2) If I do receive any compensation for my opinions, either in discount or free product or whatever, I will fully disclose this. Readers deserve to know exactly how much wooing I've been subjected to.

3) In cases of comp'ed reviews (like my recent series on the Clek FLLO), I will provide "sneak peek" access to my post to any affiliated companies upon request, but will not give them right of refusal. This means that I will still post my opinions, even if they are bad and ugly, even though I may have been given the product at a discount or for free. The only editing I will honour will be for factual discrepancies (e.g. weight or measurements, how a technology works, etc). Therefore, companies who wish to approach me to write a review will understand and accept the risk that their product may be negatively promoted on this blog.

Sellers beware! I'm going to be honest on my blog because I want my opinions to be considered trustworthy and credible. If a product or service is sh!t, then that deserves to be noted online just as much as if it is amazing. Therefore, unless you are absolutely convinced that your shizz is gold, I would advise against approaching me to review it. You might be sorry (but I won't be).






Monday, September 15, 2014

Top 5 Modern Toddler Books - 2.5 Year Old Edition

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I'm not a book snob. While I think that there is something beautiful about literary children's "classics" like Goodnight Moon and The Snowy Day and anything Frog and Toad, I'm just as keen on some of the new stuff that has come out. In my mind, reading is reading is reading, and whether it's a graphic novel or a chapter book or a non-fiction book about dinosaurs, as long as there are words and these are being consumed with enthusiasm and great pleasure, I think it counts.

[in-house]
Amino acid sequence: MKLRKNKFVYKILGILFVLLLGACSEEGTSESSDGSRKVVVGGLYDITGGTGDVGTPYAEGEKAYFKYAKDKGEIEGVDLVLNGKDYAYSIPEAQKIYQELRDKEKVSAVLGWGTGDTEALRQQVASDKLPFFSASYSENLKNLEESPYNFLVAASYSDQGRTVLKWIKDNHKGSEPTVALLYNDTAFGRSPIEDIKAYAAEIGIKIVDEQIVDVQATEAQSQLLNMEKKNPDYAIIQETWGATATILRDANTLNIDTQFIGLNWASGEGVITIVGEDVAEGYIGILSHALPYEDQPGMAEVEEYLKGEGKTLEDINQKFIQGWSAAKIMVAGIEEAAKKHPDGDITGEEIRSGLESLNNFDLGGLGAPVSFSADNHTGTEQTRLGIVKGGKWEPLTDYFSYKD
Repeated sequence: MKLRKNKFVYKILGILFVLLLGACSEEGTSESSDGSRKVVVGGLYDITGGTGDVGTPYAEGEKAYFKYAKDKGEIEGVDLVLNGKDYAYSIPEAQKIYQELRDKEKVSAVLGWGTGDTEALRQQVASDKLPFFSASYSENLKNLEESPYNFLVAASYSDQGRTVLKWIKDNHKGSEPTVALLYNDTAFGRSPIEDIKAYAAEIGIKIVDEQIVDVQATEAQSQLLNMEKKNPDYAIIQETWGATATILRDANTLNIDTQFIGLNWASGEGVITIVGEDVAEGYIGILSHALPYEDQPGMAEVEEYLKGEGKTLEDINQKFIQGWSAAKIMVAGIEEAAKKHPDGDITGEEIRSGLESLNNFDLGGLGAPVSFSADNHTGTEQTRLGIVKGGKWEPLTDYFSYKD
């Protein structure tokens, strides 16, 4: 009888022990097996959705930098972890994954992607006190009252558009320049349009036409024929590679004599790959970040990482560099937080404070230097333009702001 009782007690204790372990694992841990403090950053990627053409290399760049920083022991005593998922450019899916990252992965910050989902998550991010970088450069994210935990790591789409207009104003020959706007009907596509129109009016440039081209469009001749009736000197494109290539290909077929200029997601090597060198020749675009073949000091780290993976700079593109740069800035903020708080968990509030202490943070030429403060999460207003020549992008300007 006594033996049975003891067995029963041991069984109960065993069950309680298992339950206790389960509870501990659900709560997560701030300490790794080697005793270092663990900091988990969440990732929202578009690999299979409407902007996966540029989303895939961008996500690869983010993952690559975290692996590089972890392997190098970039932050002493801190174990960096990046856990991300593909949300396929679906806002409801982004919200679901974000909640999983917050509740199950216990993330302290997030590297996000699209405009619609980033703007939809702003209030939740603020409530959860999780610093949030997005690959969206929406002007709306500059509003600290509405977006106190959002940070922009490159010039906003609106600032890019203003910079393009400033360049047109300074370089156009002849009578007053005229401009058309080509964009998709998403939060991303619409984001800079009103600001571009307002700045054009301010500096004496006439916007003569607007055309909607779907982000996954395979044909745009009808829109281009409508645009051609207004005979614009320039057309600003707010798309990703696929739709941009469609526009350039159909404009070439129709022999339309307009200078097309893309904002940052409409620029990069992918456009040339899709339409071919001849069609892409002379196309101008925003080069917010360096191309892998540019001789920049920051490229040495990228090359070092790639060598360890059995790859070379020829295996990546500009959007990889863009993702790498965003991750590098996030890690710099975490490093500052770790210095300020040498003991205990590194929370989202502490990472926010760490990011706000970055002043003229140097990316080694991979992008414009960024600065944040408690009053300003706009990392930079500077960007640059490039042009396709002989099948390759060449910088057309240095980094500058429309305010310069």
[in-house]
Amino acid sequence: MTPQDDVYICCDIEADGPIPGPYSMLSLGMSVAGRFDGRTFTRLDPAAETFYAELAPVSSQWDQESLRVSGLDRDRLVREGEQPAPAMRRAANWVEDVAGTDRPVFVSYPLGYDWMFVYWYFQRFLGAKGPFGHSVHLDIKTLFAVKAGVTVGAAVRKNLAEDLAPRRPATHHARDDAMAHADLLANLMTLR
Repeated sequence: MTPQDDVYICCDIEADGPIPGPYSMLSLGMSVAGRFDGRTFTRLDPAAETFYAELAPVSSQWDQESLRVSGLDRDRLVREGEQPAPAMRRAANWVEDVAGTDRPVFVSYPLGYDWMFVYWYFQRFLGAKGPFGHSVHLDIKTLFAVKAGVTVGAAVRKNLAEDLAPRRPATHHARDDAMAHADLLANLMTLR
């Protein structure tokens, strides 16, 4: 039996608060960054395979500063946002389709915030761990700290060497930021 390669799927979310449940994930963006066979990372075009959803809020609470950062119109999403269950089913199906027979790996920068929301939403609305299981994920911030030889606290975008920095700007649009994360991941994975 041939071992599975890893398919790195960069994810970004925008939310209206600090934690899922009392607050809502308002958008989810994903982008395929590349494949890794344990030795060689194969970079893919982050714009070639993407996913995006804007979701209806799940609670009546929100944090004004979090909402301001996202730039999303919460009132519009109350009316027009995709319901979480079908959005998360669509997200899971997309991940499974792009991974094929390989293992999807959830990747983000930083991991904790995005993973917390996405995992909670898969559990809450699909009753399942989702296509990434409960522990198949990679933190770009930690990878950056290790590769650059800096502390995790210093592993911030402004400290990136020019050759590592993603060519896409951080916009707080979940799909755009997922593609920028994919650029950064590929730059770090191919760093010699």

Of course, as Little L gets older, I will want her tastes to be diverse, and I will want her to try out different genres and styles of writing to figure out what she likes and doesn't like. I will want her to challenge herself with "harder" books, or ones that don't look appealing right away. Sometimes books surprise us, despite their covers.

Growing up, I was a voracious reader. Through many Saturdays spent browsing library shelves, I discovered that I loved stories with female protagonists, which is why I've read every Little House book a million times, except Farmer Boy, which I haven't even read once. I also learned quickly that I wasn't a fan of dragon-laced fantasy books; it was torture to read Tolkien, even though I know the man was brilliant. I did, however, speed read through all of L. Frank Baum's Oz books (and I'll bet that you didn't even know that there was more than one)! My personal preference leaned toward modern day settings and books that dealt with hard issues, and I remember dreading having to dive into Homer's Odyssey and Bronte's Wuthering Heights for AP English. As it turns out, I tolerated the former, and loved the latter. I also discovered that I really enjoyed Shakespeare. Throughout my formative years, I went through a horse book phase (Black Beauty and Marguerite Henry's books), the orphaned children phase (Boxcar Children), the celebrity autobiography phase, the choose-your-own-adventure and solve-it phase (Encyclopedia Brown), the angsty pre-teen phase (every book by Judy Blume), among many others.

Point is, I wasn't always into the cultured classics and Newberry / Caldecott winners, sometimes preferring a book that was interesting, but without literary merit. This is still true today; in recent years I've enjoyed both Sense and Sensibility and the Twilight series. I want Little L to be free to form her own preferences and go through her own "phases" as she explores the very diverse landscape of children's, and adult, literature.

At a scant 2.5, she seems to already be doing so. Last year around this time, she was *obsessed* with the Munch Bunch books. This year? Not so much. However, I have found some seriously awesome books that she will read and reread many times over. Her top picks this summer have been: